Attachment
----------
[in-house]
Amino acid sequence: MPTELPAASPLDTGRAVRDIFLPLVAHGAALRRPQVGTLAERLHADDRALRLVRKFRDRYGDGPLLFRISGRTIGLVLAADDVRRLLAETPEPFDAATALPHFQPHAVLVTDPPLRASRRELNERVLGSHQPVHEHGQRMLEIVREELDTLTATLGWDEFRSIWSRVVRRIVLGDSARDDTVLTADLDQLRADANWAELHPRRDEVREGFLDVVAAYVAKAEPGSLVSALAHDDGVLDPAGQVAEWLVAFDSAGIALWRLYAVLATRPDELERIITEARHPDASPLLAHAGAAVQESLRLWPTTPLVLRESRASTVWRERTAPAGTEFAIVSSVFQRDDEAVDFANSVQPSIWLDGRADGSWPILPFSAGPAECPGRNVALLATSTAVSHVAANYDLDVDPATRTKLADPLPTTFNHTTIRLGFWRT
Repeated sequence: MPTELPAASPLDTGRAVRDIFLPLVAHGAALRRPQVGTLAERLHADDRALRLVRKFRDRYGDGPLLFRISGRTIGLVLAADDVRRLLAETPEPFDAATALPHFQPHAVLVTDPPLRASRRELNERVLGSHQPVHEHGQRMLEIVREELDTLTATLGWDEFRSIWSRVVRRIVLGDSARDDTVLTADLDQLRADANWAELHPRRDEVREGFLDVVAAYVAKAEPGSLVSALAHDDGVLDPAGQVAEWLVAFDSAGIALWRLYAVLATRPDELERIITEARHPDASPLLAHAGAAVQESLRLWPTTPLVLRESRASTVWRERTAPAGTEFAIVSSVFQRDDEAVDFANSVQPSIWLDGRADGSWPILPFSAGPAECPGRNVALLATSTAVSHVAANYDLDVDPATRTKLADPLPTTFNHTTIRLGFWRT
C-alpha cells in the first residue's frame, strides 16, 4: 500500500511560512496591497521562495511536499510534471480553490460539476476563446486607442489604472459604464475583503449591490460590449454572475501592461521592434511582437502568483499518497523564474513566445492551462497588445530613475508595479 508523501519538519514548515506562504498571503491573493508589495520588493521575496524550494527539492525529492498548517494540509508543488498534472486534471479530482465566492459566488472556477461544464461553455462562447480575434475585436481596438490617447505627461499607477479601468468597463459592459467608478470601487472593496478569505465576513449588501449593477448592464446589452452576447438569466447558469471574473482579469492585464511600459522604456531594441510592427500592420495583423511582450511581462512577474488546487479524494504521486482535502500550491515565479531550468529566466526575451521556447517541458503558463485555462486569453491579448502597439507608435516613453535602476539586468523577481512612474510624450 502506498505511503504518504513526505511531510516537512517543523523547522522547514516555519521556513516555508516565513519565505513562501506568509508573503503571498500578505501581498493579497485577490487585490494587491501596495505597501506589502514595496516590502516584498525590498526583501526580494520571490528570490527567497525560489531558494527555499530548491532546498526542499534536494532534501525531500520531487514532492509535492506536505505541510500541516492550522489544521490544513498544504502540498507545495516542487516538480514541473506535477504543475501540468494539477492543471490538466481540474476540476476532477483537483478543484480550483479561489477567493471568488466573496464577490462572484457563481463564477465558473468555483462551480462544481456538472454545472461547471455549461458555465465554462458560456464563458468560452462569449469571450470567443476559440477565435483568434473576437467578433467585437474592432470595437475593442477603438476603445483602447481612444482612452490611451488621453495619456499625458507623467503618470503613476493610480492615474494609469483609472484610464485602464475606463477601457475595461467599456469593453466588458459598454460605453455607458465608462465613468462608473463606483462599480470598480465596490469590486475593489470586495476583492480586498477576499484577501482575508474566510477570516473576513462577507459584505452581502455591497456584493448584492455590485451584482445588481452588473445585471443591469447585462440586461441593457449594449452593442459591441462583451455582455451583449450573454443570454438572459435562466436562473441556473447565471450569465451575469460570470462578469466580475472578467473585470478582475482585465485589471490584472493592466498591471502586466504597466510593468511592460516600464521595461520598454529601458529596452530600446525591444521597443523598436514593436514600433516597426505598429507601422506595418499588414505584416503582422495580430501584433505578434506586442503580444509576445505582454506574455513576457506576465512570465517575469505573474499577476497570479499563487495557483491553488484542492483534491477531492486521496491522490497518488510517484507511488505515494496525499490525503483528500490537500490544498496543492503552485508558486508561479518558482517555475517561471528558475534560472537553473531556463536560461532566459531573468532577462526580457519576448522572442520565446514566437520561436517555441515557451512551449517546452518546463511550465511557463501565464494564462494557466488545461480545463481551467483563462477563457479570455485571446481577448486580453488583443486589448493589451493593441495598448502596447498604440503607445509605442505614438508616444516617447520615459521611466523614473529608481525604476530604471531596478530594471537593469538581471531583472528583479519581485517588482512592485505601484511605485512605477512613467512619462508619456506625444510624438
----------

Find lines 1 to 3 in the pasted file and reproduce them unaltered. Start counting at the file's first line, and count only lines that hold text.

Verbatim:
[in-house]
Amino acid sequence: MPTELPAASPLDTGRAVRDIFLPLVAHGAALRRPQVGTLAERLHADDRALRLVRKFRDRYGDGPLLFRISGRTIGLVLAADDVRRLLAETPEPFDAATALPHFQPHAVLVTDPPLRASRRELNERVLGSHQPVHEHGQRMLEIVREELDTLTATLGWDEFRSIWSRVVRRIVLGDSARDDTVLTADLDQLRADANWAELHPRRDEVREGFLDVVAAYVAKAEPGSLVSALAHDDGVLDPAGQVAEWLVAFDSAGIALWRLYAVLATRPDELERIITEARHPDASPLLAHAGAAVQESLRLWPTTPLVLRESRASTVWRERTAPAGTEFAIVSSVFQRDDEAVDFANSVQPSIWLDGRADGSWPILPFSAGPAECPGRNVALLATSTAVSHVAANYDLDVDPATRTKLADPLPTTFNHTTIRLGFWRT
Repeated sequence: MPTELPAASPLDTGRAVRDIFLPLVAHGAALRRPQVGTLAERLHADDRALRLVRKFRDRYGDGPLLFRISGRTIGLVLAADDVRRLLAETPEPFDAATALPHFQPHAVLVTDPPLRASRRELNERVLGSHQPVHEHGQRMLEIVREELDTLTATLGWDEFRSIWSRVVRRIVLGDSARDDTVLTADLDQLRADANWAELHPRRDEVREGFLDVVAAYVAKAEPGSLVSALAHDDGVLDPAGQVAEWLVAFDSAGIALWRLYAVLATRPDELERIITEARHPDASPLLAHAGAAVQESLRLWPTTPLVLRESRASTVWRERTAPAGTEFAIVSSVFQRDDEAVDFANSVQPSIWLDGRADGSWPILPFSAGPAECPGRNVALLATSTAVSHVAANYDLDVDPATRTKLADPLPTTFNHTTIRLGFWRT